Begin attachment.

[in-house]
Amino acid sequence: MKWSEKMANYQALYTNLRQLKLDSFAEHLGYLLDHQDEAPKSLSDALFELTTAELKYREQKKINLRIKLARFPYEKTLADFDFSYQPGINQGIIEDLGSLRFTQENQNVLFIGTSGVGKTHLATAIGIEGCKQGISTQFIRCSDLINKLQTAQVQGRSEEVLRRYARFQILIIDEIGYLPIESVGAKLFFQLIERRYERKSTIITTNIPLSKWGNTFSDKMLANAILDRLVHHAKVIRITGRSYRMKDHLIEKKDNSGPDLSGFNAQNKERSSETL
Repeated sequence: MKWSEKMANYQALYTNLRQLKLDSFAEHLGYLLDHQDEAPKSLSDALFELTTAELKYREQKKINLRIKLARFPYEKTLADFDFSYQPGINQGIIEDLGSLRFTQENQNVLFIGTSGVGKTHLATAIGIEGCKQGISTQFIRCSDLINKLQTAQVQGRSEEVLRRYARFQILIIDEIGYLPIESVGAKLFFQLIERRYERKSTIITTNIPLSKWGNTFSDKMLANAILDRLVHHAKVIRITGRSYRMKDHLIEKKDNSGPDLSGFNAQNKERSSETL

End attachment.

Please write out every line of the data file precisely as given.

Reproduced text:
[in-house]
Amino acid sequence: MKWSEKMANYQALYTNLRQLKLDSFAEHLGYLLDHQDEAPKSLSDALFELTTAELKYREQKKINLRIKLARFPYEKTLADFDFSYQPGINQGIIEDLGSLRFTQENQNVLFIGTSGVGKTHLATAIGIEGCKQGISTQFIRCSDLINKLQTAQVQGRSEEVLRRYARFQILIIDEIGYLPIESVGAKLFFQLIERRYERKSTIITTNIPLSKWGNTFSDKMLANAILDRLVHHAKVIRITGRSYRMKDHLIEKKDNSGPDLSGFNAQNKERSSETL
Repeated sequence: MKWSEKMANYQALYTNLRQLKLDSFAEHLGYLLDHQDEAPKSLSDALFELTTAELKYREQKKINLRIKLARFPYEKTLADFDFSYQPGINQGIIEDLGSLRFTQENQNVLFIGTSGVGKTHLATAIGIEGCKQGISTQFIRCSDLINKLQTAQVQGRSEEVLRRYARFQILIIDEIGYLPIESVGAKLFFQLIERRYERKSTIITTNIPLSKWGNTFSDKMLANAILDRLVHHAKVIRITGRSYRMKDHLIEKKDNSGPDLSGFNAQNKERSSETL